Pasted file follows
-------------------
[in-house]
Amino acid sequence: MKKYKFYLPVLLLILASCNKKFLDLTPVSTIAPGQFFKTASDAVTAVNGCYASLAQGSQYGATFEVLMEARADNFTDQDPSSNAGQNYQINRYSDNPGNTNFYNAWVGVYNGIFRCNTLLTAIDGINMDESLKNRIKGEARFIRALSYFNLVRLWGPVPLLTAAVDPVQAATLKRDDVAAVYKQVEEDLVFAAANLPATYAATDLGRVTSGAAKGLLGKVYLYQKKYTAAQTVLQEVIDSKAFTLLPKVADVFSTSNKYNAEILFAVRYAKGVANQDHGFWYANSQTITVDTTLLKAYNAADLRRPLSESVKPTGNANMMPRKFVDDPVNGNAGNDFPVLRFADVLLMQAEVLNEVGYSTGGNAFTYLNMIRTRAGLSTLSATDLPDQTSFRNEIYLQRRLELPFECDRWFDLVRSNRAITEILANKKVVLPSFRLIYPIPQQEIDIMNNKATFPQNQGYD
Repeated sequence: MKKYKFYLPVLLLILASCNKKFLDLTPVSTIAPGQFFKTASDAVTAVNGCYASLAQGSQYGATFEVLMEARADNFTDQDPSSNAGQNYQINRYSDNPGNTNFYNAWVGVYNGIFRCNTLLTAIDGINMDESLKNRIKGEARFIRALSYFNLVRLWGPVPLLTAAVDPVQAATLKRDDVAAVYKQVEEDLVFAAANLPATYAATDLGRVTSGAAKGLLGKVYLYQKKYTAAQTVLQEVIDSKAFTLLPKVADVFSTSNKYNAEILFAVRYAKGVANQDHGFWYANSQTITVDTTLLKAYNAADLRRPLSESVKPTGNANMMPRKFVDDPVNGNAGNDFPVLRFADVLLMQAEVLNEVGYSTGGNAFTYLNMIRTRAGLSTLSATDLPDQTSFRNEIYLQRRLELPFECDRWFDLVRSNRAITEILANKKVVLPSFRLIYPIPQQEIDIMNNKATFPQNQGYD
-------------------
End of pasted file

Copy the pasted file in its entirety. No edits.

[in-house]
Amino acid sequence: MKKYKFYLPVLLLILASCNKKFLDLTPVSTIAPGQFFKTASDAVTAVNGCYASLAQGSQYGATFEVLMEARADNFTDQDPSSNAGQNYQINRYSDNPGNTNFYNAWVGVYNGIFRCNTLLTAIDGINMDESLKNRIKGEARFIRALSYFNLVRLWGPVPLLTAAVDPVQAATLKRDDVAAVYKQVEEDLVFAAANLPATYAATDLGRVTSGAAKGLLGKVYLYQKKYTAAQTVLQEVIDSKAFTLLPKVADVFSTSNKYNAEILFAVRYAKGVANQDHGFWYANSQTITVDTTLLKAYNAADLRRPLSESVKPTGNANMMPRKFVDDPVNGNAGNDFPVLRFADVLLMQAEVLNEVGYSTGGNAFTYLNMIRTRAGLSTLSATDLPDQTSFRNEIYLQRRLELPFECDRWFDLVRSNRAITEILANKKVVLPSFRLIYPIPQQEIDIMNNKATFPQNQGYD
Repeated sequence: MKKYKFYLPVLLLILASCNKKFLDLTPVSTIAPGQFFKTASDAVTAVNGCYASLAQGSQYGATFEVLMEARADNFTDQDPSSNAGQNYQINRYSDNPGNTNFYNAWVGVYNGIFRCNTLLTAIDGINMDESLKNRIKGEARFIRALSYFNLVRLWGPVPLLTAAVDPVQAATLKRDDVAAVYKQVEEDLVFAAANLPATYAATDLGRVTSGAAKGLLGKVYLYQKKYTAAQTVLQEVIDSKAFTLLPKVADVFSTSNKYNAEILFAVRYAKGVANQDHGFWYANSQTITVDTTLLKAYNAADLRRPLSESVKPTGNANMMPRKFVDDPVNGNAGNDFPVLRFADVLLMQAEVLNEVGYSTGGNAFTYLNMIRTRAGLSTLSATDLPDQTSFRNEIYLQRRLELPFECDRWFDLVRSNRAITEILANKKVVLPSFRLIYPIPQQEIDIMNNKATFPQNQGYD